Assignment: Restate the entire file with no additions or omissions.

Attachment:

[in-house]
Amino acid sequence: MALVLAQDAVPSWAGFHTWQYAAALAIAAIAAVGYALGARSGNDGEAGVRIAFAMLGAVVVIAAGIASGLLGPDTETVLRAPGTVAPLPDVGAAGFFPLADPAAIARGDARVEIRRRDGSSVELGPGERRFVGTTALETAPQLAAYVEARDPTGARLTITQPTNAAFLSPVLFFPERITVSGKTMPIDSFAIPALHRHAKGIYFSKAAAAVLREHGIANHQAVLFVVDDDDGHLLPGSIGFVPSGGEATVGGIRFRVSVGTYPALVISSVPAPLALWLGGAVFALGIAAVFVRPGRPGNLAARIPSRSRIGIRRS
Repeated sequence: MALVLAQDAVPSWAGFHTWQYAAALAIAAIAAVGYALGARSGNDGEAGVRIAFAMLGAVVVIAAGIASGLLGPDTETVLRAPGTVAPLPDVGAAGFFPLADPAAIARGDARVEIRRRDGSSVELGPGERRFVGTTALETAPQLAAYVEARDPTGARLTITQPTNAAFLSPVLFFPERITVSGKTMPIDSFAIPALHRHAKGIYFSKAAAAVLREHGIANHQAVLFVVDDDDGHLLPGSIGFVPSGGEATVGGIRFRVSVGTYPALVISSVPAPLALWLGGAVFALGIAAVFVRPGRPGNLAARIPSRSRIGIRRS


[in-house]
Amino acid sequence: MALVLAQDAVPSWAGFHTWQYAAALAIAAIAAVGYALGARSGNDGEAGVRIAFAMLGAVVVIAAGIASGLLGPDTETVLRAPGTVAPLPDVGAAGFFPLADPAAIARGDARVEIRRRDGSSVELGPGERRFVGTTALETAPQLAAYVEARDPTGARLTITQPTNAAFLSPVLFFPERITVSGKTMPIDSFAIPALHRHAKGIYFSKAAAAVLREHGIANHQAVLFVVDDDDGHLLPGSIGFVPSGGEATVGGIRFRVSVGTYPALVISSVPAPLALWLGGAVFALGIAAVFVRPGRPGNLAARIPSRSRIGIRRS
Repeated sequence: MALVLAQDAVPSWAGFHTWQYAAALAIAAIAAVGYALGARSGNDGEAGVRIAFAMLGAVVVIAAGIASGLLGPDTETVLRAPGTVAPLPDVGAAGFFPLADPAAIARGDARVEIRRRDGSSVELGPGERRFVGTTALETAPQLAAYVEARDPTGARLTITQPTNAAFLSPVLFFPERITVSGKTMPIDSFAIPALHRHAKGIYFSKAAAAVLREHGIANHQAVLFVVDDDDGHLLPGSIGFVPSGGEATVGGIRFRVSVGTYPALVISSVPAPLALWLGGAVFALGIAAVFVRPGRPGNLAARIPSRSRIGIRRS